The google campus Source: Google.

California is set to change a law that large businesses say make it easier for workers to sue employers and have cost them $10 billion over the past decade, Bloomberg reported on Tuesday.

Concretely, companies like Walmart, Uber and Google say the Private Attorneys General Act led to mounting lawsuits for workplace violations. In contrast, advocates said the law, known as PAGA, is a model of worker protections that has provided workers with a tool to defend themselves against powerful companies.

Among the most salient rulings against the companies are a $20 million settlement won by Uber drivers, a $27 million one from Google employees over free-speech violations complaints and $65 million paid by Walmart for allegedly not providing seating to cashiers.

Governor Gavin Newsom hosted weeks of negotiations between the California Chamber of Commerce and the state's Labor Federation before an agreement was reached. If that wasn't the case, the former planned to move forward with a ballot measure in November, which would have given voters the chance to repeal PAGA altogether.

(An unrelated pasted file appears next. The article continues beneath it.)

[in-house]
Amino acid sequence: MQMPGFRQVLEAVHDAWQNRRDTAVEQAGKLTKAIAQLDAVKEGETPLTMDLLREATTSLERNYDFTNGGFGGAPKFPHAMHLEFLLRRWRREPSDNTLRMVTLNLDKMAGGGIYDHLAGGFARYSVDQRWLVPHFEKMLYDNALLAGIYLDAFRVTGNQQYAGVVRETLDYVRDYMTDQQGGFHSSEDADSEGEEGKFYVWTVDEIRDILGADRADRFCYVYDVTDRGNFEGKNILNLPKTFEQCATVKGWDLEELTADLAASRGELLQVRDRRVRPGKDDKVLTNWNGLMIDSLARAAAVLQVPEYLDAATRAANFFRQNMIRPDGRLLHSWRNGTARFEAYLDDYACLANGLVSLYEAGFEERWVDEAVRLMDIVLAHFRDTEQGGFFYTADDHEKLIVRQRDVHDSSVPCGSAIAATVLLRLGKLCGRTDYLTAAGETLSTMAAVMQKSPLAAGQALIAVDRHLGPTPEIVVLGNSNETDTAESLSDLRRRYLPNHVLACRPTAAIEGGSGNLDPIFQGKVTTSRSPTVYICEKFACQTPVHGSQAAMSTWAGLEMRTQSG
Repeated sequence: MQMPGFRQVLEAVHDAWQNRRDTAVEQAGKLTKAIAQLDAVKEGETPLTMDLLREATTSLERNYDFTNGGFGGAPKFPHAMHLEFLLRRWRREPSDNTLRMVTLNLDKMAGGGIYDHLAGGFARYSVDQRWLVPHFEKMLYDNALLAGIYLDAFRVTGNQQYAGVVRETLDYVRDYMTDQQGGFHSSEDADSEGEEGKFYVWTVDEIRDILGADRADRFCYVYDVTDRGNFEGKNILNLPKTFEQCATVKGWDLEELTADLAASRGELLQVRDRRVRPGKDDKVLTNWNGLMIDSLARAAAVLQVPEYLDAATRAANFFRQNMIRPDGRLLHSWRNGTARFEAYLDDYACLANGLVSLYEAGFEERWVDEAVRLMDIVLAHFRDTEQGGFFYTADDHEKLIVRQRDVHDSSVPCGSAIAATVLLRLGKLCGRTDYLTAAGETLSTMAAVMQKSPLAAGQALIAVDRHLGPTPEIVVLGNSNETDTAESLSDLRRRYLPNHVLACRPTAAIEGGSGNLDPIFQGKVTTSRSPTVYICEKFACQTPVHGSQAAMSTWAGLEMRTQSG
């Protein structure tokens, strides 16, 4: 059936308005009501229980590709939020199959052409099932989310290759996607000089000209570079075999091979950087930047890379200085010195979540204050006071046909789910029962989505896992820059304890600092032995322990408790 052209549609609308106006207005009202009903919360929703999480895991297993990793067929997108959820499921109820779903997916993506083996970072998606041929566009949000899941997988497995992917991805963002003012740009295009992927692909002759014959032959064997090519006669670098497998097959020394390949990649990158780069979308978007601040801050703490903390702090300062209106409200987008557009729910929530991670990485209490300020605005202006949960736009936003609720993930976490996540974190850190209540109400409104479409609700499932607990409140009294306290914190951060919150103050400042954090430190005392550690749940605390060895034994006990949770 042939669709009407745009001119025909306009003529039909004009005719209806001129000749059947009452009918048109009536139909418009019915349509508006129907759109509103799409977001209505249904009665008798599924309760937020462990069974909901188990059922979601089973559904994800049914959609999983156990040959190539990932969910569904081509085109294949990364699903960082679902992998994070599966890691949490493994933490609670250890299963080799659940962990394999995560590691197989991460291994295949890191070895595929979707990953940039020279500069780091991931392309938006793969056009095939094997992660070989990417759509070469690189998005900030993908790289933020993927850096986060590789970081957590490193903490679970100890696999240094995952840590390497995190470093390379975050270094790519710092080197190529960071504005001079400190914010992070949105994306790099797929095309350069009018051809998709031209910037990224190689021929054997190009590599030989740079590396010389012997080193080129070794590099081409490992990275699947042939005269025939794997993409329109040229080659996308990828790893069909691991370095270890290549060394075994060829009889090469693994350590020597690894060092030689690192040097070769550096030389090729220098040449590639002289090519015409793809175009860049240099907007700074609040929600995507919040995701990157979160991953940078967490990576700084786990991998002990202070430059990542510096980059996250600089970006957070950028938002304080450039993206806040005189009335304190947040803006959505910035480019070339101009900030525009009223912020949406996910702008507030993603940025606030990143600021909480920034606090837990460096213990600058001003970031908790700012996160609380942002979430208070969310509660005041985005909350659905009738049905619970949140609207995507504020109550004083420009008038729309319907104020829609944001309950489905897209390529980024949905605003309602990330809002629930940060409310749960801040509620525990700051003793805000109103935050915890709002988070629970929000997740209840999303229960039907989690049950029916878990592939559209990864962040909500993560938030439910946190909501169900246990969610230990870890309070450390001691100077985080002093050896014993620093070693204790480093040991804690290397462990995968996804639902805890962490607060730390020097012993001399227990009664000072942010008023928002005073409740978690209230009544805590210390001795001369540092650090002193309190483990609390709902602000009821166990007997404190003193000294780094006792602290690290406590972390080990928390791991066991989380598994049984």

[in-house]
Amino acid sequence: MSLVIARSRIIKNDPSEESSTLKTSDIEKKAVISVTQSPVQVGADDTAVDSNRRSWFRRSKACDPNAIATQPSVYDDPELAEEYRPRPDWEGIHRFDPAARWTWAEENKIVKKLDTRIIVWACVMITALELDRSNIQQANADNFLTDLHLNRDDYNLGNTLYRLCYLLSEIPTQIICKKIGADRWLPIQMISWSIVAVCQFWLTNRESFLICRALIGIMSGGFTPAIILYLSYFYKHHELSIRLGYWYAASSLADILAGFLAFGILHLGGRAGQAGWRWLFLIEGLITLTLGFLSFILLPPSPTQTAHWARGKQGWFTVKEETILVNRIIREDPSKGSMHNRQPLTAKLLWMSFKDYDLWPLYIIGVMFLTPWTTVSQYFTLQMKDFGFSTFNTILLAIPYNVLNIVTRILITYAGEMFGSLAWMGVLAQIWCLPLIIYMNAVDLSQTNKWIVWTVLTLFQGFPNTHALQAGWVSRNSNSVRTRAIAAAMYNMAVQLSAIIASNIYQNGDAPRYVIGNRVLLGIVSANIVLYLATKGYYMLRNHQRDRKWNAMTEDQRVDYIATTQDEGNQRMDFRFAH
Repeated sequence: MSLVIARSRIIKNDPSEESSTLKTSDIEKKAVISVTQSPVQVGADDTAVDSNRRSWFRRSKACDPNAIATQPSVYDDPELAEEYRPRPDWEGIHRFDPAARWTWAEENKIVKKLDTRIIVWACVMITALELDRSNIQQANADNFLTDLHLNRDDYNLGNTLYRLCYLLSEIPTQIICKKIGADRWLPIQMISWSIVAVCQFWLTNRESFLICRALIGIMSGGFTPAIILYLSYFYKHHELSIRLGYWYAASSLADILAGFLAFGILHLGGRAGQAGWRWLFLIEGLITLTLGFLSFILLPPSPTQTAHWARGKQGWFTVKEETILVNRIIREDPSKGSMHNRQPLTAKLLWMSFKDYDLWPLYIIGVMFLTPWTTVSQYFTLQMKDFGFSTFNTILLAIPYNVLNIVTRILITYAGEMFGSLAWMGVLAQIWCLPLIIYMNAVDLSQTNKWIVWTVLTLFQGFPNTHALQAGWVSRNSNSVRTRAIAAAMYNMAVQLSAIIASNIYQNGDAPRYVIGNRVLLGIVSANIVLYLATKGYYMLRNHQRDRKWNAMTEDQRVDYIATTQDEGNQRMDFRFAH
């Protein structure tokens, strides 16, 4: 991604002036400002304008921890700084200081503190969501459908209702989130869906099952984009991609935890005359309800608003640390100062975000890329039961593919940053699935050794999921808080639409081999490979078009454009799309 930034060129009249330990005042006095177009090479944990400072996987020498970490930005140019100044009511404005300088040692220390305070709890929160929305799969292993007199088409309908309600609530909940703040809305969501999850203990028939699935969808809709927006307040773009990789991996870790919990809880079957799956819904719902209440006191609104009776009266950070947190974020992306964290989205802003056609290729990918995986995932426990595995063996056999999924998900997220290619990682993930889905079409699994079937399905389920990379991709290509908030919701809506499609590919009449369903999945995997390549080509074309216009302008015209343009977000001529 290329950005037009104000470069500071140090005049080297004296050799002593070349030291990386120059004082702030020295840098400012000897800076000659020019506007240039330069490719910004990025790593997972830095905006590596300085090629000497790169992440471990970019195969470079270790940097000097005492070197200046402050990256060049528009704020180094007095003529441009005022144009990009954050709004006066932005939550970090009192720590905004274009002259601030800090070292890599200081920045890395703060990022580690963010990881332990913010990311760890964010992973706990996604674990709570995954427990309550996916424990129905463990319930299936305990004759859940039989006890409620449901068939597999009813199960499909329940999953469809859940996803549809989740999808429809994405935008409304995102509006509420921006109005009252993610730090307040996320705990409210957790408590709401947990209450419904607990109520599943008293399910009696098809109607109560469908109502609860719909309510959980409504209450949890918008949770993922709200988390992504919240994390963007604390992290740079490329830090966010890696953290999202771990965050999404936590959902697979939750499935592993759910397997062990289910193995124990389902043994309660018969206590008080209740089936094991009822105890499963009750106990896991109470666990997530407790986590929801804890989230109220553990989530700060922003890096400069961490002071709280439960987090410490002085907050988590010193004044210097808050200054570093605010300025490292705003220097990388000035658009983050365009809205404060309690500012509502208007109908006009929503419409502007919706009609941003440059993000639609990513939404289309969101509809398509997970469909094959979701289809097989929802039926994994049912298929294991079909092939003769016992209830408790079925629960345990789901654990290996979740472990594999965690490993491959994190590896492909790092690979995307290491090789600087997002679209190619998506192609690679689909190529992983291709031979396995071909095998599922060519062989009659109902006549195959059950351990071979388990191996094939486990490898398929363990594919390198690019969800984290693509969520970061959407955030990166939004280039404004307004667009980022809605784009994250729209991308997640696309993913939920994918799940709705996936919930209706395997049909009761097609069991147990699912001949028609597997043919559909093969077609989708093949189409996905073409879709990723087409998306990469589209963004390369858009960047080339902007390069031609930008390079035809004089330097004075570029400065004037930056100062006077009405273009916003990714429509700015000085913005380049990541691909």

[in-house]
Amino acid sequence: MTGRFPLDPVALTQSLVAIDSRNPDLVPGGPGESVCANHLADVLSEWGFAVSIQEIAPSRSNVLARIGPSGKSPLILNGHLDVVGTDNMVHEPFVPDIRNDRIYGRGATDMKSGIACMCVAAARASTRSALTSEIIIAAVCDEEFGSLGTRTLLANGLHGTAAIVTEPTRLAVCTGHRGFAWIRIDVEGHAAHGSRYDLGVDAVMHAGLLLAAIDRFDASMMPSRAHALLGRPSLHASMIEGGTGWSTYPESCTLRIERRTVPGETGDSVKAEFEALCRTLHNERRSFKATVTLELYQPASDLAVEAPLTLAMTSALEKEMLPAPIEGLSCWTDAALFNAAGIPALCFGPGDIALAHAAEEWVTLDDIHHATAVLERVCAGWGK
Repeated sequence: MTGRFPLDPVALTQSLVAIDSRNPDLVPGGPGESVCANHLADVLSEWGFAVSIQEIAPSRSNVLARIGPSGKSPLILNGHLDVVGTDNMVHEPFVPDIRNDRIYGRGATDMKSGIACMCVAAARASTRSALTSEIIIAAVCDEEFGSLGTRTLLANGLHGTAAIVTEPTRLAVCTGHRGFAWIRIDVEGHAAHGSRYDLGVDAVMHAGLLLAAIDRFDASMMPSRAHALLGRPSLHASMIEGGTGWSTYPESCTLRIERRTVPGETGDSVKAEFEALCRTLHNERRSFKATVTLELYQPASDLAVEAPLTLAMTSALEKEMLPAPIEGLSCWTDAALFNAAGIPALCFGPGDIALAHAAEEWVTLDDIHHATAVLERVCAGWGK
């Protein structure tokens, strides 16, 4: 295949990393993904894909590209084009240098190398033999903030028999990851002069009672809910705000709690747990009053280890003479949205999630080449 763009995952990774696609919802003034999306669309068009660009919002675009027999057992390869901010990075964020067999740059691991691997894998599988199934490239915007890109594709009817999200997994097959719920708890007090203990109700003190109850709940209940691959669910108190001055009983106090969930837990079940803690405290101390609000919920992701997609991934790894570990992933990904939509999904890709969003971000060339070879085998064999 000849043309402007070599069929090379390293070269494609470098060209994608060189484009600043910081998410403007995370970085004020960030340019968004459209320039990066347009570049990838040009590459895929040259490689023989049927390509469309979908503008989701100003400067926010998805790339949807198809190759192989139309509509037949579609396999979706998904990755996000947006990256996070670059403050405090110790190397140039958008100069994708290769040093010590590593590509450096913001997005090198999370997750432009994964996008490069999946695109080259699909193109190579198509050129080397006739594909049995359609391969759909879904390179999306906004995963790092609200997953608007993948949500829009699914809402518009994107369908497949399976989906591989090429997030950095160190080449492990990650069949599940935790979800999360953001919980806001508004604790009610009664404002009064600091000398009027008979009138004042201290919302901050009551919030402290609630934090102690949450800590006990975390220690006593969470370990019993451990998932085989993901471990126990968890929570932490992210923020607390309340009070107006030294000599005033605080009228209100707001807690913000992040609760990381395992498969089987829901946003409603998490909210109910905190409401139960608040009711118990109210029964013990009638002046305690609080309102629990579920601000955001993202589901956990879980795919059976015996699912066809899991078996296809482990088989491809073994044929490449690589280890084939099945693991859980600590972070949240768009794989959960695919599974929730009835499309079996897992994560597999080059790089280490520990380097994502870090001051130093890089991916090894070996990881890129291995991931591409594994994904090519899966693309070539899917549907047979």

PAGA "is a California-only issue that businesses in California are subjected to, and it adds a huge layer of costs for them," said Jennifer Barrera, president of the California Chamber of Commerce.

The agreement came shortly before the June 27 deadline to remove the initiative from the ballot. Large employers had committed more than $31 million to entities backing the ballot measure, including gathering signatures to put it there and an advertising campaign.

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